The agency, which is coordinating the probe in California with the Centers for Disease Control and the California departments of public health and food and agriculture, declined to identify any of the farms or distributors under scrutiny. It added that "counties may be added or removed as the investigation progresses."

Information that investigators have collected through Dec. 6, continues to indicate that contaminated romaine lettuce from the Central Coast growing regions of northern and central California is the likely source of the current outbreak of E. coli O157:H7 infections. The California counties FDA is including in the region are Monterey, San Benito, San Luis Obispo, Santa Barbara, Santa Cruz and Ventura.

The FDA reported that on-site investigations of farms and lettuce cooling facilities in the Central Coast collected samples of romaine lettuce, soil, water, and scat (animal droppings), and found no evidence of the E.coli strain. Results of water testing being conducted by CDC are pending.

The FDA announced last week that both the United States and Canada are seeing increasing numbers of people confirmed with infections from the outbreak strain of E. coli O157:H7. Neither country has reported any confirmed deaths in relation to the outbreak.

As of Dec. 6, the U.S.CDC reported 52 patients across 15 states. Canadian officials reported 27 people in four provinces have fallen ill. The outbreak strain is proving particularly virulent, having a U.S. hospitalization rate of 42 percent. Nine of the patients in Canada have been admitted to hospitals. Two people in each country have developed kidney failure.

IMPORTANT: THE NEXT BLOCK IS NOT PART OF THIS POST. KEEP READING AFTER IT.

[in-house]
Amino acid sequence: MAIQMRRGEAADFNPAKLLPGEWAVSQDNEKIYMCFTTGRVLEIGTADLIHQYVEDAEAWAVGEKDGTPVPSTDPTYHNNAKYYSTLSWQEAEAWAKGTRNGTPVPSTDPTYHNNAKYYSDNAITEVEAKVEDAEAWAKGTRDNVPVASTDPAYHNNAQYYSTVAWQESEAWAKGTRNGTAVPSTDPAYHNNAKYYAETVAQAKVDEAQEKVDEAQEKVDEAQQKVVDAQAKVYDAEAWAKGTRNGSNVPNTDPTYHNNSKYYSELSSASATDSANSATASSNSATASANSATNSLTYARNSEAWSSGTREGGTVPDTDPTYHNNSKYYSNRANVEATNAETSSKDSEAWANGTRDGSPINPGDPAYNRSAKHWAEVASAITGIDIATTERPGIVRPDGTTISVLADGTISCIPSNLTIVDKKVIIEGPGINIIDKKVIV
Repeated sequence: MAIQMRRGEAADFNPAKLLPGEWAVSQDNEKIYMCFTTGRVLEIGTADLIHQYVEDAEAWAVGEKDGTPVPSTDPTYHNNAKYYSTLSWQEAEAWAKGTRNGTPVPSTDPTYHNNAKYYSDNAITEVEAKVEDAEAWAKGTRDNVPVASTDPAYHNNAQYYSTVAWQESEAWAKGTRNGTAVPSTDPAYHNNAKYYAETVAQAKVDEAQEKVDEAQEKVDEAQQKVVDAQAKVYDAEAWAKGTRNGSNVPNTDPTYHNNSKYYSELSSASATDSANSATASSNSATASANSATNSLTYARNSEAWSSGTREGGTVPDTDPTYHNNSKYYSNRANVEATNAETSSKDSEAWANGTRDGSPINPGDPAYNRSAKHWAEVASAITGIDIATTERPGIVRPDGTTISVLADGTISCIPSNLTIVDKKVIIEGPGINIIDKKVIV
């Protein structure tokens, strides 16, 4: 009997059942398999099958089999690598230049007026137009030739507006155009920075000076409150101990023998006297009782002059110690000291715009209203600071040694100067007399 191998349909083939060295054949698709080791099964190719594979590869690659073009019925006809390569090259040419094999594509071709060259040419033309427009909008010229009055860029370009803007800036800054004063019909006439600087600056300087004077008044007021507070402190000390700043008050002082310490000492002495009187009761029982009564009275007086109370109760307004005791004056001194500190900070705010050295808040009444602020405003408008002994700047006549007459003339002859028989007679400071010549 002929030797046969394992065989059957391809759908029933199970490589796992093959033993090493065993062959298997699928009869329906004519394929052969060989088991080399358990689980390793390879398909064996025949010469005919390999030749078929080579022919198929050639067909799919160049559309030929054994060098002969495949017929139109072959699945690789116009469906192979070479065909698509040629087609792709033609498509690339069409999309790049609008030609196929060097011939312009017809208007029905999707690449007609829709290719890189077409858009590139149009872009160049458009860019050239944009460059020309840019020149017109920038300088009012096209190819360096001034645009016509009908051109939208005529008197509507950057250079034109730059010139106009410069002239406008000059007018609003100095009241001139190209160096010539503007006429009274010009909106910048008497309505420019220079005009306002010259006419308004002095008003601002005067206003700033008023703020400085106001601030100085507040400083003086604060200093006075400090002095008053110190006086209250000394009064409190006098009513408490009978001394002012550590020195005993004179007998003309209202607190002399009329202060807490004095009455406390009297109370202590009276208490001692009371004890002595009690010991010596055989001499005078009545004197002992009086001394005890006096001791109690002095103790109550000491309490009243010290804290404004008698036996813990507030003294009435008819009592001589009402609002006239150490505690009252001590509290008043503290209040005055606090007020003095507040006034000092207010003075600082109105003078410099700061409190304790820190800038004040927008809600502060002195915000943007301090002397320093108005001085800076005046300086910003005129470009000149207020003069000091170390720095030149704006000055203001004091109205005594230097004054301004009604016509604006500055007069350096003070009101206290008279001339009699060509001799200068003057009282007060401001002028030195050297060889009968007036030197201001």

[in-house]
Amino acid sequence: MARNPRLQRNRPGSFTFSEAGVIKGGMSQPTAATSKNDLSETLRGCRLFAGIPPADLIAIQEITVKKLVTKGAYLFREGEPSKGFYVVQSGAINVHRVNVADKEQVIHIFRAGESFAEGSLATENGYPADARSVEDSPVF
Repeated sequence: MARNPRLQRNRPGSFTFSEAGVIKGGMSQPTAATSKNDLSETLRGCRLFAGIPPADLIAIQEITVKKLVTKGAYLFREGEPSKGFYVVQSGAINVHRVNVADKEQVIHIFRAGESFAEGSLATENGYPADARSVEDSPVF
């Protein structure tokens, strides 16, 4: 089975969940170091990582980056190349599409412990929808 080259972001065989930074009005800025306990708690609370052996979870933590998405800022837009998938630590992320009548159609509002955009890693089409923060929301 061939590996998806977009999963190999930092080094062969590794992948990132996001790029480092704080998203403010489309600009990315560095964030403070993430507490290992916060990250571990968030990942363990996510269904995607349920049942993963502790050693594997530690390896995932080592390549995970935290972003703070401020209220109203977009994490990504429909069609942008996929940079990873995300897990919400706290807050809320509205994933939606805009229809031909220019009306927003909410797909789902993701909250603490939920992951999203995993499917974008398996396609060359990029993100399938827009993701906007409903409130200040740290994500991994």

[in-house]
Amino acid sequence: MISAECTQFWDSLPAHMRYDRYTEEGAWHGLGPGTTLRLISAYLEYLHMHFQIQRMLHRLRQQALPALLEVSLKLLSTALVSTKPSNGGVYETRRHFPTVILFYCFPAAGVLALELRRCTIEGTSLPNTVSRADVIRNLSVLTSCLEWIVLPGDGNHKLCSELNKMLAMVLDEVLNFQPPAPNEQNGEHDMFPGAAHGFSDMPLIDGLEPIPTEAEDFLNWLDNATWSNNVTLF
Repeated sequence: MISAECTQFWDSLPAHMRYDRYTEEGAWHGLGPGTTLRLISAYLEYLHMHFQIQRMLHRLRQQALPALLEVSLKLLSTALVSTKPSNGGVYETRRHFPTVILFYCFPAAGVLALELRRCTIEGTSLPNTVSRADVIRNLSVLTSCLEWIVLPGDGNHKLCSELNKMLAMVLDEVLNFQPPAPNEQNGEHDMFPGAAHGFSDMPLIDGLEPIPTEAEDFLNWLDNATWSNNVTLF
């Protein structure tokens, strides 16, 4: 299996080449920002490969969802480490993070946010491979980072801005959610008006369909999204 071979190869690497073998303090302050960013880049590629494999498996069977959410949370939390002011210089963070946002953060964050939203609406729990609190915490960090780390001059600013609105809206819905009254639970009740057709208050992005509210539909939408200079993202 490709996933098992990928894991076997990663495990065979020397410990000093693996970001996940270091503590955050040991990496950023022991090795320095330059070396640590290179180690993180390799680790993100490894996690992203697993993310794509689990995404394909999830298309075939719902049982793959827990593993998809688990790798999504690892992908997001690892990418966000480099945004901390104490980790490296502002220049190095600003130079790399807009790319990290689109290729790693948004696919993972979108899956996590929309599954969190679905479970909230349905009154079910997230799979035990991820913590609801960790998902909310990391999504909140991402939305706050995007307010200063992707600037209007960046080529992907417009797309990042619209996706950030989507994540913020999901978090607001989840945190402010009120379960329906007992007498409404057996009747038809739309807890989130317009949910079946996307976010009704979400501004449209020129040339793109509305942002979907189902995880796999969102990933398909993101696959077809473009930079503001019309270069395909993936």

In the United States, illness onset dates range from Oct. 5 to Nov. 18. The sick people range in age from 1 to 84. Public health officials expect additional outbreak illnesses to be confirmed.

"Illnesses that occurred after Nov. 14 might not yet be reported due to the time it takes between when a person becomes ill with E. coli infection and when the illness is reported," the CDC reported. "Twenty-four--83 percent--of 29 people interviewed reported eating romaine lettuce. Ill people reported eating different types of romaine lettuce in several restaurants and at home."